Skip to main content Skip to navigation
We care about your privacy. Read about your rights and how we protect your data. Get Details

Children’s National Psychiatrist Testing Suicide Screening Tool for Use in Pediatric Inpatient Setting

September 10, 2014

Washington DC – Martine Solages, MD, a child and adolescent psychiatrist in Children’s National Health System’s Department of Psychiatry and Behavioral Medicine, is principal investigator and recipient of a pilot grant to validate the Ask Suicide-Screening Questions (ASQ) suicide risk screening tool for use in pediatric medical inpatient settings. The project has been designed and implemented in collaboration with researchers from the National Institutes of Mental Health. 

“Kids with chronic medical conditions are at risk for depression and suicidal ideation,” says Dr. Solages. “We were wondering whether screening children in an inpatient setting might help us identify kids who might otherwise be missed.” 

Dr. Solages and a team at Children’s National have been collecting data since February 2014 and evaluating medical inpatients between the ages of 10 and 21 on a voluntary basis.

The tool asks participants four questions about having suicidal thoughts and whether they wished they were dead.

 “The idea is that the ASQ is a quick screen, just a few questions,” says Dr. Solages. “We are trying to determine if we can use this brief tool to identify kids at risk rather than using available but much longer gold-standard suicide screening tools.”

The ASQ was validated for use in pediatric emergency departments by a team of researchers including Stephen Teach, MD, MPH, Chair of Pediatrics, Children’s National, and George Washington University School of Medicine and Health Sciences, and former Associate Chief of Emergency Medicine. Those study results found that nearly 30 percent of the children participating were at risk for suicide.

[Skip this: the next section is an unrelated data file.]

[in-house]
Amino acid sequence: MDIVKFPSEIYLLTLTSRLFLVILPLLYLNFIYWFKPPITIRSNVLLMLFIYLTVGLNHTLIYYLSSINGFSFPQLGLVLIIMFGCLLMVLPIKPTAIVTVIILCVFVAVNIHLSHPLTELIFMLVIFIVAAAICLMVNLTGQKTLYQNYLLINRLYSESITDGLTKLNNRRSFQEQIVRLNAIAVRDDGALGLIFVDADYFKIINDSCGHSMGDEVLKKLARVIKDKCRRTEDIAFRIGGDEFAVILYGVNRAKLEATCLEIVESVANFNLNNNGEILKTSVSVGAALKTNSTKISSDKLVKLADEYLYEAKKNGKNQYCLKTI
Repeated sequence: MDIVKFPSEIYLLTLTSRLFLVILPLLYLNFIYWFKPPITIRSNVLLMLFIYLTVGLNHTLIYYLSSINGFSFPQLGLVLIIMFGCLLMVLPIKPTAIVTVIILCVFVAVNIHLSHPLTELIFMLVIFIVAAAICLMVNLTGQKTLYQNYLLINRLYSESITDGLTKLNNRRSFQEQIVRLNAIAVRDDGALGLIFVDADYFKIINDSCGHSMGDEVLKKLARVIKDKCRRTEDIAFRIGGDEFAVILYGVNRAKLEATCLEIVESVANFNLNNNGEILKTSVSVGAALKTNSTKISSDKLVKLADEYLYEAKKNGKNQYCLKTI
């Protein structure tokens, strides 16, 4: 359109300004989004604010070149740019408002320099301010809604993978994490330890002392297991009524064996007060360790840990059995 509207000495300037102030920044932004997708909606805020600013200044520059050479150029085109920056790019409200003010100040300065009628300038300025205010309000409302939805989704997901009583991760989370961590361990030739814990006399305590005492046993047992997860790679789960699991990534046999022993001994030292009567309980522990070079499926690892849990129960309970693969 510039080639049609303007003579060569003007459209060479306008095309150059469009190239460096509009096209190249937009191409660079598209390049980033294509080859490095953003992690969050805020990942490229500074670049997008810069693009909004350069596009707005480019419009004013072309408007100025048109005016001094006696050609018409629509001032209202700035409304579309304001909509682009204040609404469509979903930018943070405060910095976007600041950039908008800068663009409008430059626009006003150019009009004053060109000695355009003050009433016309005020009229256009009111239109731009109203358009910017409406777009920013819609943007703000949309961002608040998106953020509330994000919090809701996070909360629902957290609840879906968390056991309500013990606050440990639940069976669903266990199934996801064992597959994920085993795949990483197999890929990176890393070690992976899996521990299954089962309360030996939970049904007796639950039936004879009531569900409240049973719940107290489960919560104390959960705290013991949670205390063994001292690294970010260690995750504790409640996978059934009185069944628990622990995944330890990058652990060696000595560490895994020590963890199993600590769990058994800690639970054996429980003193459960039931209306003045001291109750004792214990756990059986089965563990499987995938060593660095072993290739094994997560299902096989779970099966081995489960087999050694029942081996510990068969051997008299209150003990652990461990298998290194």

“The first step is validating the tool, but in the long term the ASQ could be a good way to identify kids who never had the opportunity to say they were depressed or whom we’d never asked,” says Dr. Solages.

Dr. Solages was awarded a Pilot Research Grant from the American Foundation for Suicide Prevention for validating the ASQ tool for use in pediatric medical inpatient settings.

Contact: Caitlyn Camacho at 202-476-4500.

# # #

About Children's National Health System

Children’s National Health System, based in Washington, D.C., has served the nation’s children since 1870. Children’s National is one of the nation’s Top 5 pediatric hospitals and, for a second straight year, is ranked No. 1 in newborn care, as well as ranked in all specialties evaluated by U.S. News & World Report. It has been designated two times as a Magnet® hospital, a designation given to hospitals that demonstrate the highest standards of nursing and patient care delivery. This pediatric academic health system offers expert care through a convenient, community-based primary care network and specialty outpatient centers in the D.C. Metropolitan area, including the Maryland suburbs and Northern Virginia. Home to the Children’s Research Institute and the Sheikh Zayed Institute for Pediatric Surgical Innovation, Children’s National is the seventh-highest NIH-funded pediatric institution in the nation. Children’s National is recognized for its expertise and innovation in pediatric care and as a strong voice for children through advocacy at the local, regional and national levels. 

For more information, follow us on Facebook and Twitter.

Latest Tweets